Wednesday, April 03, 2002

CATCHING UP. Sorry, but this might take a while.

Saturday, March 23, to Tuesday, March 26
A business-and-pleasure trip to Michigan, where I spent my first 17 years (I've probably mentioned my birthplace, Pottsville, Pa., here, but we left Pennsylvania before my first birthday). Don, a friend and former colleague who now works at the Kalamazoo Gazette, invited me to talk to the staff there about copy editing. So I arranged to fly to Detroit first so I could spend Saturday with Paul, a friend who I met in junior high school.

Paul lives in Ann Arbor, so I didn't get to do the suburban-Detroit nostalgia thing — but I did get to go to Ann Arbor, which is a good thing. I make fun of Michiganders for their aversion to city life. Say the words "downtown Detroit" to a white person in Madison Heights or Warren or Troy and he'll shudder. But there's a pretty good reason for that mind-set. Detroit remains scarred from the riots of the late 1960s. It's a huge city, geographically, and there was only so much "renaissance" to go around. And while Detroit was once a thriving urban center, it was never the kind of place that today's "new urbanists" remember so fondly. The blocks were built for cars, not pedestrians (remember, it is Motor City), and that makes a big difference. On foot, homesteaders can reclaim an area block by block. Forced to travel by car, they are likely to feel as though their historic house or beautiful loft apartment is a fortress.

But there are some great downtowns near Detroit. Royal Oak, a suburb near the suburb where I grew up, has one. And Ann Arbor, home to the University of Michigan, has another.

I flex my meager public-speaking muscles once or twice a year, mainly at the annual conference of the American Copy Editors Society (ACES), but I still dread public speaking and I still suck at it. It's not so much the stage fright (though there is that). I just have no presence. I don't speak much even privately, so my already reedy little voice has to go into overdrive to "project." Not that I'm not one of those people who speak too softly in such a position; no, that would be stupid.

Oh, the presentations usually go just fine, with one notable exception. Kalamazoo was fine; ACES in Dallas was fine — almost good, even; ACES in Long Beach was borderline. ACES in Baltimore? My apologies if you were there.

The Kalamazoo talk went just fine, aside from a photocopying glitch that left me with the wrong props. (As if I needed another reason to never, ever let someone else do something I could do myself.) Good questions go a long way.

The trip home was, well, a trip. I got up at 4 a.m. to make my 6 a.m. flight and return my rental car. Returning the car meant simply leaving it, as Avis doesn't get up that early in Kalamazoo. Then Delta Connection/Comair canceled my flight, which meant that instead of spending a few hours on a layover in Cincinnati, where I could have at least hunted down a "four-way" bowl of chili, I got to spend a few hours in Kalamazoo, where I was treated to a campaign rally by Rep. Fred Upton (R-Mich.). I didn't have the heart to tell Mr. Upton that people in airports don't tend to be local constituents.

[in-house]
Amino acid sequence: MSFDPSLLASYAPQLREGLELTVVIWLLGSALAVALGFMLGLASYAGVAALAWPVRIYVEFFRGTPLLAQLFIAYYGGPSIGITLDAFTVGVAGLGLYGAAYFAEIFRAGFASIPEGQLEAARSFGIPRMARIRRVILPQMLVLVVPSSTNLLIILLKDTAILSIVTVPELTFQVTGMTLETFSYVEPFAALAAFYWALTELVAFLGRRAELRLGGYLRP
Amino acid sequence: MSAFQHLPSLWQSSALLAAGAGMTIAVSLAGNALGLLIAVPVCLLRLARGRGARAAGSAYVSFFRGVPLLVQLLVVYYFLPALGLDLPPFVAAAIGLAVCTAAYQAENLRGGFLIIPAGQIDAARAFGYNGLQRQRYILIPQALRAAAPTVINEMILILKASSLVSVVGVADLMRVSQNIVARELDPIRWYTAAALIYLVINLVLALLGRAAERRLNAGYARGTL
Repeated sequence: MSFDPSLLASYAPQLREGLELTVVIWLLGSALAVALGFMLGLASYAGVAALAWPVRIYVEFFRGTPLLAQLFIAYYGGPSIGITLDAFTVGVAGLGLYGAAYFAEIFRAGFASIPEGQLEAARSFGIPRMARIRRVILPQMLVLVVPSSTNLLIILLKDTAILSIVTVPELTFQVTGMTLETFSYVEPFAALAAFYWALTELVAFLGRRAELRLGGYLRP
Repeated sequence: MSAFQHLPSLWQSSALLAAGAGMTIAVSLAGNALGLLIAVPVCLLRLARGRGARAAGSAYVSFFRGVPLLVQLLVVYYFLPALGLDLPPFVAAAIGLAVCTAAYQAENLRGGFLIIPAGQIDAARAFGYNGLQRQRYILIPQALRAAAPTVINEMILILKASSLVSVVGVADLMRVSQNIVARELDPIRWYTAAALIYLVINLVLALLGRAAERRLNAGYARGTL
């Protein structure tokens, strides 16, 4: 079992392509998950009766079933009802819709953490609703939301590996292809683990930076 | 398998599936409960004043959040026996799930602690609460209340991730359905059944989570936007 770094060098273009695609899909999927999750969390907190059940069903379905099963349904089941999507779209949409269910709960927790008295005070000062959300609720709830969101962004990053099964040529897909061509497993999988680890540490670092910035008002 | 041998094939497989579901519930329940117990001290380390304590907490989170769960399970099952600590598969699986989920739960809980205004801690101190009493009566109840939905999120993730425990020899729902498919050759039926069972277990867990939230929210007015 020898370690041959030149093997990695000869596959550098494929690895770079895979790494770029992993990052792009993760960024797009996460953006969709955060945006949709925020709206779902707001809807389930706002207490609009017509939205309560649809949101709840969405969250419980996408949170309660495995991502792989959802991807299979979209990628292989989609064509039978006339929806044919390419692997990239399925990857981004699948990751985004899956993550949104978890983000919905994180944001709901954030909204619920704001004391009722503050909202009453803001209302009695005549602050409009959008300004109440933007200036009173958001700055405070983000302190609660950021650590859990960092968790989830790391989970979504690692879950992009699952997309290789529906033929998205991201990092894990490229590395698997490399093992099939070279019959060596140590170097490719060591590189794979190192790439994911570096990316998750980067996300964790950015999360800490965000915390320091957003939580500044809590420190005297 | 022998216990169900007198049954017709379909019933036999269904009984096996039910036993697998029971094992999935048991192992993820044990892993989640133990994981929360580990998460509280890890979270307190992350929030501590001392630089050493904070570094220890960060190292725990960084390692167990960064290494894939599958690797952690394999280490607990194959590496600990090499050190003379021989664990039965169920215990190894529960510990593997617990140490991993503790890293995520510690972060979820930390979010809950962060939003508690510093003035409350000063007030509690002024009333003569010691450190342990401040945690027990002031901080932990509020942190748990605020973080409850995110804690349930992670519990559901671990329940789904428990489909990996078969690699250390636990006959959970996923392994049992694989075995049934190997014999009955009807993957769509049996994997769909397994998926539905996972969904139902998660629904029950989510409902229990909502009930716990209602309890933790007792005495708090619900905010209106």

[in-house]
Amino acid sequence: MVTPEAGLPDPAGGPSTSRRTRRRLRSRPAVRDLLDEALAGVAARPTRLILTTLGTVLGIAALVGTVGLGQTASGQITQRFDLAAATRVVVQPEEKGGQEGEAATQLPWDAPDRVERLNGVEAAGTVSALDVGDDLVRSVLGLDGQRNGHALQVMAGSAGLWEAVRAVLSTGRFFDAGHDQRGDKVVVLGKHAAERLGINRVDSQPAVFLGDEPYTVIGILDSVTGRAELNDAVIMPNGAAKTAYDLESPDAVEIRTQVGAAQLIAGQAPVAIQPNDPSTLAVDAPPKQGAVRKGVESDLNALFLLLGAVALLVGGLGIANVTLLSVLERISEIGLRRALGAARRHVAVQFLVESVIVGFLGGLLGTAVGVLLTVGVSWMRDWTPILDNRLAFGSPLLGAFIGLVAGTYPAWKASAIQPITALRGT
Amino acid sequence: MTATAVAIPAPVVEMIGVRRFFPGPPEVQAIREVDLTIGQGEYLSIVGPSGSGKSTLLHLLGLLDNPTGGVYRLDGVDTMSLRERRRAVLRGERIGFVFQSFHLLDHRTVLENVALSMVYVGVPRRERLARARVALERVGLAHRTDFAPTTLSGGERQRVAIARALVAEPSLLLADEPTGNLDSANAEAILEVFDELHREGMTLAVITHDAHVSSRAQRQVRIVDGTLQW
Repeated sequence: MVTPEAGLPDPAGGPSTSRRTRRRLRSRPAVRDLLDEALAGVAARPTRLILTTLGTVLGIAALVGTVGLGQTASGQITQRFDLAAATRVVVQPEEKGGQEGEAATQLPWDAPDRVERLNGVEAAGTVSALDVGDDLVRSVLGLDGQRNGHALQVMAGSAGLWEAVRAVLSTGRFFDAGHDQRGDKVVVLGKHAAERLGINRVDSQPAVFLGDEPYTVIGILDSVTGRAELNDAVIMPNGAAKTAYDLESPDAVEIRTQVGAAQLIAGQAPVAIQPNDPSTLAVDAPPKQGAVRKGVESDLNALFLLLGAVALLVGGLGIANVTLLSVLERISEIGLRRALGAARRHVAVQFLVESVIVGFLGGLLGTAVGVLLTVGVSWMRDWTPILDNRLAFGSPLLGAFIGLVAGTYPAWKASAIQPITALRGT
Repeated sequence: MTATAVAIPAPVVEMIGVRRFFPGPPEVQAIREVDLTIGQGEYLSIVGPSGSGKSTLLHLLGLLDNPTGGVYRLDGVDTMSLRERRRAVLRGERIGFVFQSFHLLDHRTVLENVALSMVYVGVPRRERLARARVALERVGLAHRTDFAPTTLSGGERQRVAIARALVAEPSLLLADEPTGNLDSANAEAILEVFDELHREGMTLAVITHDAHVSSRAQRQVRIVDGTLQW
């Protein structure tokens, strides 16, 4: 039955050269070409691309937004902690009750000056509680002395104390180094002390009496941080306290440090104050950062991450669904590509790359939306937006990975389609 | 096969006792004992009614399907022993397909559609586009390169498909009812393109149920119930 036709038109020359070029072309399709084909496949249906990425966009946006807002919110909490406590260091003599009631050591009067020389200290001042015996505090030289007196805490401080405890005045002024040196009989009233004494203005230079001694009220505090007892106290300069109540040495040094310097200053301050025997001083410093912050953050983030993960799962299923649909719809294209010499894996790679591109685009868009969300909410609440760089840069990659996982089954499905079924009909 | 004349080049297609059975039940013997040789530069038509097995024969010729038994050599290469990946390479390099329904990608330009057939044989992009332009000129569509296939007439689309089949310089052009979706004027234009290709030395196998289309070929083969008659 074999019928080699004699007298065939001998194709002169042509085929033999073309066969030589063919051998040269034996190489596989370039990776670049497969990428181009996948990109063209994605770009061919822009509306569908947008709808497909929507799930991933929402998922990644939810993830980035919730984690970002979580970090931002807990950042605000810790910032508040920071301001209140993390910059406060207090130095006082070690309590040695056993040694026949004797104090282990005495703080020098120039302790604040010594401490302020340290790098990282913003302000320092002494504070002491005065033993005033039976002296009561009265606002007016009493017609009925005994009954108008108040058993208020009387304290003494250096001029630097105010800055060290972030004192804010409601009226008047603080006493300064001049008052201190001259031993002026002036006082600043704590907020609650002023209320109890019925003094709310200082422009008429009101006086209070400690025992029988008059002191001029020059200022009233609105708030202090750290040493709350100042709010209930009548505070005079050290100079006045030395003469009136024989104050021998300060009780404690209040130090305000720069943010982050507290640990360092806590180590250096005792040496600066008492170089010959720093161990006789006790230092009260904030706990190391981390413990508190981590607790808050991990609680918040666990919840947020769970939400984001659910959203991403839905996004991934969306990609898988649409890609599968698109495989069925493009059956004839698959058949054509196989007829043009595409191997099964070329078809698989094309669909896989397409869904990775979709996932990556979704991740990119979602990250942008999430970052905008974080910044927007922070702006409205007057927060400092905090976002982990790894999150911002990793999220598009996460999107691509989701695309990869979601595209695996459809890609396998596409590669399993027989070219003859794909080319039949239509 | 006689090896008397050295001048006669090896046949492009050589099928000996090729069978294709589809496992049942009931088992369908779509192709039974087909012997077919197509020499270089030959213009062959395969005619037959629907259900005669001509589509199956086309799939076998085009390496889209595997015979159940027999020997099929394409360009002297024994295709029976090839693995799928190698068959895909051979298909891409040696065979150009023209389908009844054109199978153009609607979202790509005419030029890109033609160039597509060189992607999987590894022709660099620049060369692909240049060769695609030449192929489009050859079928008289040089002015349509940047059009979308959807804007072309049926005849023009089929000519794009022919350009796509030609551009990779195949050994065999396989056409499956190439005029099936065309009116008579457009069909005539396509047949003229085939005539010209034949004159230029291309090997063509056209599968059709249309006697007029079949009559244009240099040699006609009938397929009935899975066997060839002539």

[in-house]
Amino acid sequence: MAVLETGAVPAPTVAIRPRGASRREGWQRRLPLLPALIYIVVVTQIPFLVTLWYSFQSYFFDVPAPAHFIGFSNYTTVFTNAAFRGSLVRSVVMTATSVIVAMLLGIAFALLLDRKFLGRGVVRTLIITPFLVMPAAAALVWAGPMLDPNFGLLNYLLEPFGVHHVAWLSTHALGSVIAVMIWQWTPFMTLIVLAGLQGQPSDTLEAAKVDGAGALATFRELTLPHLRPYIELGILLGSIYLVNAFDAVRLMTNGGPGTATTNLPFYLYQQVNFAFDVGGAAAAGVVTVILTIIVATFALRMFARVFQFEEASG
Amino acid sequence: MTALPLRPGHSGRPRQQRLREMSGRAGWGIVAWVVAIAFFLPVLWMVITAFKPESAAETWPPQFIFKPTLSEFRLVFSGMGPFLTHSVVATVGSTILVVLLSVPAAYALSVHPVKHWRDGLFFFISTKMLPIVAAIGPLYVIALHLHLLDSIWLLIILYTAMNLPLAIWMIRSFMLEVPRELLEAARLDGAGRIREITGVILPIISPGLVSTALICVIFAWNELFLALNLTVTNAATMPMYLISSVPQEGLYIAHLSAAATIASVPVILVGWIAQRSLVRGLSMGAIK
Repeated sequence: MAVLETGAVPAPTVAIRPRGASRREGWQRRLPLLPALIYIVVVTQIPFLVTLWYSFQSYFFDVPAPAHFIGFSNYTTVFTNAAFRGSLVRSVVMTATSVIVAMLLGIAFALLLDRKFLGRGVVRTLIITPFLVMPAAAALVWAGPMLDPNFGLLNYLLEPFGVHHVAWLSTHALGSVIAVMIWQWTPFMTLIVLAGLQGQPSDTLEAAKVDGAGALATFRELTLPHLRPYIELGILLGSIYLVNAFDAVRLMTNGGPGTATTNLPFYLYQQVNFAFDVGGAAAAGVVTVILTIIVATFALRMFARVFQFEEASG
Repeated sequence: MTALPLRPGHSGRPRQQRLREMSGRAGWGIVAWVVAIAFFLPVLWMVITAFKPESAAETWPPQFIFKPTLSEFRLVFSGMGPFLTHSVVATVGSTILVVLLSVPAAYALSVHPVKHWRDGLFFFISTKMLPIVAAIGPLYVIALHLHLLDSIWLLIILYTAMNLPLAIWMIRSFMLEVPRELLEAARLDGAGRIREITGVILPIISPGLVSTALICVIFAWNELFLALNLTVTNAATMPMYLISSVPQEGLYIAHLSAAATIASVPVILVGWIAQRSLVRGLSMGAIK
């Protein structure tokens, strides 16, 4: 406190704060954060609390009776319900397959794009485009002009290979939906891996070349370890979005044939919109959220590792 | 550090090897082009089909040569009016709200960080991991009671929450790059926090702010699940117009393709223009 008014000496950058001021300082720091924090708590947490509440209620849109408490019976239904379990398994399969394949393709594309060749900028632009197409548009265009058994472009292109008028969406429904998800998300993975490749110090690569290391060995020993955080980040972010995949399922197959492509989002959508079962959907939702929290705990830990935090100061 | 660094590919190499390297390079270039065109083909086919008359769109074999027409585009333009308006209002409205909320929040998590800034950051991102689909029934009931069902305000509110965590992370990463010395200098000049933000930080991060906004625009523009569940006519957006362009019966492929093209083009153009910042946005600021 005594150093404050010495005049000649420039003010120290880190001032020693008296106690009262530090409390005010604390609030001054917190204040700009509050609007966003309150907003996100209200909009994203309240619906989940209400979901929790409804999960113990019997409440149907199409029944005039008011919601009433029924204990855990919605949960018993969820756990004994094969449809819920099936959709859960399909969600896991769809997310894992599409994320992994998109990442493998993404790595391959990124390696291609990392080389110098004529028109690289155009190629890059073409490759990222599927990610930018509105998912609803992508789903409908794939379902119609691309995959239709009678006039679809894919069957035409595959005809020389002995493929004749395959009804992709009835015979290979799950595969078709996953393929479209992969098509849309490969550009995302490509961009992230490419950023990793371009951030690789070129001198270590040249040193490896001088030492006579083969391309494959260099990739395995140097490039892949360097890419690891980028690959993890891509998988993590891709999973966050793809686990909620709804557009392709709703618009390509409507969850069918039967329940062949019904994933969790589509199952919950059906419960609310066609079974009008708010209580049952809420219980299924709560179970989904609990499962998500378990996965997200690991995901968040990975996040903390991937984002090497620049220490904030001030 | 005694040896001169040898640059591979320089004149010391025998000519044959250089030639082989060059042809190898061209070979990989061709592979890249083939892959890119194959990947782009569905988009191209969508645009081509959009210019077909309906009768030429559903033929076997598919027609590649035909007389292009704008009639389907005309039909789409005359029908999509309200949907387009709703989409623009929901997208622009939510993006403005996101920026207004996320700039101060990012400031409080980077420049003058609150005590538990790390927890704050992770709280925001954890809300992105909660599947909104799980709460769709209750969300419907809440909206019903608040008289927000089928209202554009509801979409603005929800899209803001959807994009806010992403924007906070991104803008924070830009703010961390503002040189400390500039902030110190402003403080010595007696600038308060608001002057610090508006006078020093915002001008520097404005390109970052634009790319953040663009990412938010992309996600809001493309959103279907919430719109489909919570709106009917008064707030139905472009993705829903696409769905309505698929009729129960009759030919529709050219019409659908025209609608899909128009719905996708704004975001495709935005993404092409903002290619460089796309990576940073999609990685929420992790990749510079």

Delta arranged to put me on American Airlines to Chicago and then United from Chicago to Washington. The connection was too tight to allow me to check my bag, I was told, so it was carry-on all the way. Carry-on on a commuter airline is quite sweet: They take the bag and put it in the hold when you get on, then give it back to you when you get off. Very nice.

In Chicago, the carry-on situation wasn't so convenient. The monitor said my flight to Washington was already boarding when I got off the flight from Kalamazoo, so I hurried over to the new gate, where I was the last person to board. That didn't stop everyone in a half-mile radius from checking my driver's license, and then I got the full search. The searchers gave me the "Haven't you been reading the papers?" stare when they found my nail clippers, and I don't blame them. I just kept repeating robotically, "I tried to check my bag, but they wouldn't let me." At least I got to keep my shoes on; they just had me lift my feet so they could pass the wand underneath. (Speaking of not wearing shoes, on a day when snow delayed flights into and out of Chicago, a sizable proportion of the female crowd at O'Hare was wearing sandals. I have a hard time considering that a valid fashion statement even in hot weather, but has this desire to display our ugliest body parts gotten so out of hand that we're willing to risk frostbite for it? And given the close quarters of modern air travel, I think the mandate to keep one's tootsies to oneself goes double for those boarding flights.)

I'm starting to like United Airlines, though. Half-empty plane, exit row and the extra legroom of "Economy Plus" seating!

This page is powered by Blogger. Isn't yours? Weblog Commenting by HaloScan.com